“My vision for the world is increasingly apocalyptic.  Lest you think I’m being overly dramatic, with the type of economic/political system we have, things can only get worse, not better, and the horror and chaos of Syria, Egypt, et al could be easily foreseen–not in detail, but in general, as the result of too many competing for space and resources.  I expect lots of horror stories in the future, and I hope I’m dead by the time it hits me directly.  At the pace things are moving, I may not be that lucky.”  “Nature News,” September 7, 2013.

Jake Sigg’s concern about over-population also motivates his extreme opposition to immigration, including legal immigration. 

Finding Common Ground

As diametrically opposite as these viewpoints seem on the surface, they actually share common ground.  As Professor Ellis says, “The science of human sustenance is inherently a social science.”  In other words, the famines that humans have experienced were as much a failure of the social system as they were of the physical limitations of the planet to provide adequate food.  Jake Sigg agrees that “our economic/political system” is at least partially to blame for the failure to compensate for inadequate resources. 

For example, the current round of climate change has been caused by the activities of humans, but our social, political, and economic systems are preventing us from responding to it effectively.  Hunger in America will be exacerbated if conservative politicians are successful in their effort to drastically reduce the availability of food stamps to the poor.     

Professor Ellis is confident that human social systems will accommodate population increases.  Mr. Sigg predicts the opposite outcome.  The more likely outcome is probably somewhere in between.  We will probably muddle through with occasional catastrophic famines where physical shortages cannot be mitigated by competent social/political structures. 

Admittedly, this topic is a digression for Million Trees.  It is intended as a reminder that the ecological “restorations” being demanded by native plant advocates should be a public policy decision and the failure to treat it as such has resulted in irreparable harm to our environment.  It is therefore an example of how environmental problems and their resolution are ultimately failures of human social systems.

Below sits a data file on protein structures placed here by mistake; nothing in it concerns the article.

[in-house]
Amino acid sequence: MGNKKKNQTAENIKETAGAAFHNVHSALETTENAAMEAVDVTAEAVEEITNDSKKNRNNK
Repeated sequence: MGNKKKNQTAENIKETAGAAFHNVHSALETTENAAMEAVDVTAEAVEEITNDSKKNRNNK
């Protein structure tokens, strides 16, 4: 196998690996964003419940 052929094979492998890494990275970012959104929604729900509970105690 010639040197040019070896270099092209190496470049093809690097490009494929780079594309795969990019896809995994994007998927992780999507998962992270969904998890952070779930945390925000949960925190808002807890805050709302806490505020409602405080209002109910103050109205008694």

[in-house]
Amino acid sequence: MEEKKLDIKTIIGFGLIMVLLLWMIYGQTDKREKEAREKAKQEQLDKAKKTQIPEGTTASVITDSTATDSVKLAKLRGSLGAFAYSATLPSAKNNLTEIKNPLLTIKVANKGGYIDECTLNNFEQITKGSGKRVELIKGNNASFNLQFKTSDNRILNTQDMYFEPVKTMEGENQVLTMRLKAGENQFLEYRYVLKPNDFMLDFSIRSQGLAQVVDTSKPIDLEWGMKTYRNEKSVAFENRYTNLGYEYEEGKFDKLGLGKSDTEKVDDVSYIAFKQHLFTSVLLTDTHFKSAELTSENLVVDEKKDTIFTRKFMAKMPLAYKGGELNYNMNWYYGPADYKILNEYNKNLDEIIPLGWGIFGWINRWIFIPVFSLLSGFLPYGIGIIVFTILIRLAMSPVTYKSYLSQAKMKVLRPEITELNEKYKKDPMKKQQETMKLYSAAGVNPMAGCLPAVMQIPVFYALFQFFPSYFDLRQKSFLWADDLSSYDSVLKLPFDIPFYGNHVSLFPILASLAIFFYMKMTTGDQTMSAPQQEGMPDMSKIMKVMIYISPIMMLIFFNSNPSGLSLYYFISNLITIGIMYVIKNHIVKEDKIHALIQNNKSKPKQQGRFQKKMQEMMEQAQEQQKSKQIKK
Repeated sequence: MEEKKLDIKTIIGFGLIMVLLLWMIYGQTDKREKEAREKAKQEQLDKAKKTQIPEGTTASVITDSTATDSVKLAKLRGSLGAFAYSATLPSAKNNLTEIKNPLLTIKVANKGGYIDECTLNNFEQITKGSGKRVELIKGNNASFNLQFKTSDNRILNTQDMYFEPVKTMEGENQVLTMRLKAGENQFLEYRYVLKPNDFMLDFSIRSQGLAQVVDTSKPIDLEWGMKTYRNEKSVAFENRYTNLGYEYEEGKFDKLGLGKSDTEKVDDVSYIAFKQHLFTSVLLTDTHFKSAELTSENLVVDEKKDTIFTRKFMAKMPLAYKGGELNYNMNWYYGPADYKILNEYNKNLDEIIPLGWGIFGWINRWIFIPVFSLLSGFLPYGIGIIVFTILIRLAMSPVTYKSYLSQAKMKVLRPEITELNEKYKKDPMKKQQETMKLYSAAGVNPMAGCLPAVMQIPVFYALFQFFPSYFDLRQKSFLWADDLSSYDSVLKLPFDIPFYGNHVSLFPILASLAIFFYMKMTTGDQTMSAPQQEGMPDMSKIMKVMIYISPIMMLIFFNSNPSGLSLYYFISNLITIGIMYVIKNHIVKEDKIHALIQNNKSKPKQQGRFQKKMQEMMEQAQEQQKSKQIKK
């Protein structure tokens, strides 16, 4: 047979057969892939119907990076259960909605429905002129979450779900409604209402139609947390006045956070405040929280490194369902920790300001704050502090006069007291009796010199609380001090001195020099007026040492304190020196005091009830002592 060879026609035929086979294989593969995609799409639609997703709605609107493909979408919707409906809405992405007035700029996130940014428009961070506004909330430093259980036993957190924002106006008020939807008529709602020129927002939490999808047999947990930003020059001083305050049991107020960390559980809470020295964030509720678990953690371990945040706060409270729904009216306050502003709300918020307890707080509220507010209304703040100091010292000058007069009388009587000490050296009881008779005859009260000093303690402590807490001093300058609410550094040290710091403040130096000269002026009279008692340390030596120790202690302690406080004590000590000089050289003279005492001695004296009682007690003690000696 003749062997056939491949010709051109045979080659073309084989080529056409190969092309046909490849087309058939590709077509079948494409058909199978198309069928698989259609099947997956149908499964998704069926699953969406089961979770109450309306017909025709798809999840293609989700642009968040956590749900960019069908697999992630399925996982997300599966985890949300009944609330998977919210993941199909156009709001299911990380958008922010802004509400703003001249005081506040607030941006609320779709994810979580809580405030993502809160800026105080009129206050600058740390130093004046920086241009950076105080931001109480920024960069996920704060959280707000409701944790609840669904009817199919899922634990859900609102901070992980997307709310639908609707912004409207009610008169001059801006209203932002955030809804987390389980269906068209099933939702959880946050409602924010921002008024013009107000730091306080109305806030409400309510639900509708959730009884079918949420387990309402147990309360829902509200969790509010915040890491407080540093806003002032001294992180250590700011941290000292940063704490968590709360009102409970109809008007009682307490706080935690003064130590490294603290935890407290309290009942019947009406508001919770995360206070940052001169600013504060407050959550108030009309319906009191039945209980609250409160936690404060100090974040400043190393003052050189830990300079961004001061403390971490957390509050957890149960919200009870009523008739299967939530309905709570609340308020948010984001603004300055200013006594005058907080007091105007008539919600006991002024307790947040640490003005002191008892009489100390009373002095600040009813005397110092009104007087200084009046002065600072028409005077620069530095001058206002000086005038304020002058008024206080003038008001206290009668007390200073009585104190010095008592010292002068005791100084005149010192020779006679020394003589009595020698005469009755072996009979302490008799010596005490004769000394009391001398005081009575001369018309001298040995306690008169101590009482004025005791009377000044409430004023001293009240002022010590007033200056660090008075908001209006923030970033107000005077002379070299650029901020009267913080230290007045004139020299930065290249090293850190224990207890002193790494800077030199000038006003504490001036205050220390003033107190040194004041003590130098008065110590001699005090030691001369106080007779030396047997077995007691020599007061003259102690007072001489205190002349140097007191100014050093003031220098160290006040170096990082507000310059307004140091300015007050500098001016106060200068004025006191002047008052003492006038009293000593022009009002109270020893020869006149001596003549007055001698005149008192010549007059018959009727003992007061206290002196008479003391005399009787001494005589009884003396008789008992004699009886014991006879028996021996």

Update:  Our readers might be interested in Jake Sigg’s very different reaction to Erle Ellis’ op-ed in his latest newsletter (September 17, 2013), available here.  Here is an excerpt from it:

“One of the most discouraging developments of our time is the elevation of opinion to equal status with knowledge in the minds of large numbers.  People who have spent their lives studying and working in a field are on equal footing with someone who hadn’t thought about the matter five minutes ago, and their vote counts just as much.  Not exactly a way to build a lasting, self-perpetuating society.”

In other words, problems are caused by too much democracy, in Sigg’s opinion.  He believes that “experts” should be in charge, of which he—a retired gardener in the Recreation and Park Department– is apparently one and Erle Ellis—Associate Professor of geography and environmental systems at University of Maryland, Baltimore—is not.  In contrast, Million Trees values expertise, but considers the alteration of our public parks a political decision which must be made democratically.  More democracy is needed to resolve these conflicts, not less. 


Erle C. Ellis, “Overpopulation Is Not the Problem,” New York Times, September 14, 2013.

The Globalization of Ecology by Humans

Humans have had a profound impact on our planet wherever they have lived.  Since the industrial age man’s impact on the environment has even extended beyond where he lives as atmospheric changes impact remote places such as the polar regions. Humans are a particularly restless species of animal, forever fleeing whatever conditions threaten existence or seeking a better life ahead.  Because we are an adaptable species with the capacity to alter conditions, we have a wider range of movement than other animals. 

Wherever humans have gone they have taken with them the seeds of plants, at first unwittingly and then purposefully after the advent of agriculture.  Edward Salisbury, a 19th Century British horticulturalist, reported raising 300 plants of 80 different species from the debris in his trouser cuffs despite wearing spats.(1)

The impact of Native Americans on the landscape

Native Americans arrived in North America about 13,000 years ago and slowly migrated to South America.   The megafauna that Native Americans found when they arrived disappeared soon after they arrived.  Although not all scientists agree, there is strong evidence that the megafauna, such as enormous buffalo and mastodons were hunted to extinction by the first human inhabitants of the New World.  The loss of these huge herbivores was a factor in the development of grasslands that were not adapted to heavy grazing.(2)

Native Americans setting grass fire, painting by Frederic Remington, 1908

The most profound alteration of the ecology of the New World by Native Americans was their use of fire to assist their hunting and gathering activities.  Burning grassland to the ground encourages the growth of new sprouts that improve grazing and attract the animals the Native Americans hunted.  And burning grassland funneled the animals into the hunt.  These frequent burns prevented the succession of grassland to shrubs and forest, maintaining prairies that were essentially manmade.